Martin Lewis explains why he is paying for Twitter’s ‘blue tick’
Martin Lewis has explained that he feels “obligated” to pay for Twitter’s blue tick.
The money expert said that he is paying for Elon Musk’s ‘Twitter Blue’ service in an attempt to stop himself being impersonated on the platform.
But he said that his subscription should not be seen as a “recommendation, or support for the changes”.
Mr Lewis explained his decision in late March, when he began paying for the service before Mr Musk’s company dropped support for the old verification system.
Under that old system, notable users and organisations were given blue ticks to show they had been verified as really belonging to the person they claimed to be representing. It was an attempt to stop impersonation and other issues on the site.
But when Elon Musk bought Twitter in late October, he soon made clear that he thought that system was “corrupt” and that he would instead allow people to buy those blue ticks through a monthly subscription.
On 20 April, Twitter removed those old “legacy” blue ticks from people’s accounts. Now, only those who pay for the monthly subscription will have the mark shown on their profile.
That means that it instantly became clear who was paying the monthly subscription to Twitter, and led to some mockery of those that were.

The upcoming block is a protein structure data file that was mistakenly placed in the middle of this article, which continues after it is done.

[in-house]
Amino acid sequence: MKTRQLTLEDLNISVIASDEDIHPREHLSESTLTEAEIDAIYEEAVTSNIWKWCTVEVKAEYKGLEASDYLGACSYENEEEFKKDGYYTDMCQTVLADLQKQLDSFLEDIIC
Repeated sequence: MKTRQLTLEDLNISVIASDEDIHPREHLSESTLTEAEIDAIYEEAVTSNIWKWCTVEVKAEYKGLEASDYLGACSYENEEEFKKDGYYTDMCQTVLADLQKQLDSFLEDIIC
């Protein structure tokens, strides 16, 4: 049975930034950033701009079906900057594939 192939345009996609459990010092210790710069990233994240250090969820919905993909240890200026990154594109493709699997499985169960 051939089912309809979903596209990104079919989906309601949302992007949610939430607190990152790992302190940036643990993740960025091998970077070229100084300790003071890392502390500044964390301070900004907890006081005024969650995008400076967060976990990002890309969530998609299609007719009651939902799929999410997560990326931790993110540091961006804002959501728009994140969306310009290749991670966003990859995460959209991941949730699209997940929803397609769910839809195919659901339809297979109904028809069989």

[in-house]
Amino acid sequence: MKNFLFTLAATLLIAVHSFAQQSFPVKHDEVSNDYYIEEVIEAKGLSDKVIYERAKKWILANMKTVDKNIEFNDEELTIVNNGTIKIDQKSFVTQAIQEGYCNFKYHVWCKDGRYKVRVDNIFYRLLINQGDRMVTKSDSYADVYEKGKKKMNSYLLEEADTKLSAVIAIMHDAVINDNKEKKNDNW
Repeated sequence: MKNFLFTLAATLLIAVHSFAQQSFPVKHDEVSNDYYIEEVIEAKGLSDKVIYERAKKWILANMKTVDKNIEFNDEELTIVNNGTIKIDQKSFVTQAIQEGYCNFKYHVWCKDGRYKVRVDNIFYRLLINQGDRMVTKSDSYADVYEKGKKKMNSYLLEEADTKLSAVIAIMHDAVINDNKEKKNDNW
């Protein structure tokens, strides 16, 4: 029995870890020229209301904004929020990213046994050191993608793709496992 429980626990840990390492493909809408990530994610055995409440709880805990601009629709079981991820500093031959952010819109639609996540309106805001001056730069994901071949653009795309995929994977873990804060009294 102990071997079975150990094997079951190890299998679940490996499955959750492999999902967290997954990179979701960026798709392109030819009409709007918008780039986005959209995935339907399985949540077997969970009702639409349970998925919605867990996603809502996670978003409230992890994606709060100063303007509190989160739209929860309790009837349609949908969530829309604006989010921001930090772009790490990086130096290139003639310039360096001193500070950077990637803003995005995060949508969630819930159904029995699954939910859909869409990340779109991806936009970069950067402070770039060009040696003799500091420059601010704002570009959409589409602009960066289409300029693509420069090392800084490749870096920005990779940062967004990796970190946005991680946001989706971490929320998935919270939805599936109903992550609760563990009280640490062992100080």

Mr Lewis said that he had been subject to that mockery, with some users indicating they would be unfollowing him because he had paid for a blue tick. Some users suggested they had done so because it contradicted with his longstanding advice about ensuring value for money and not paying for unnecessary subscriptions.
But he took issue with users who had been informing him that they were unfollowing his account. “That is of course [your] prerogative, do what [you] feel is right – but [please] there’s no need to notify me.”
He also pointed to an explanation, posted in late March when he had first decided to pay, of why he had taken up the subscription.
“I’ve just paid for Twitter Blue verification, but pls don’t read-across that this is a recommendation, or support for the changes. I’m in a peculiar position that scammers commonly impersonate me to steal from the vulnerable, so I feel obligated to do it to reduce that risk,” he wrote.
He also said that having the subscription had been “useful ammunition when pushing Twitter to remove a fake ‘verified’ account of me”. In the early days of ‘Twitter Blue’, such impersonation was particularly common, with scammers establishing fake accounts that looked as if they were real because they had paid for that blue tick.
Martin Lewis has been subject to impersonation across the internet, in large part because of the respect he commands on financial matters. On Facebook and other sites, scammers regularly use his image to promote cryptocurrency or other investments, with the false suggestion that he has endorsed them.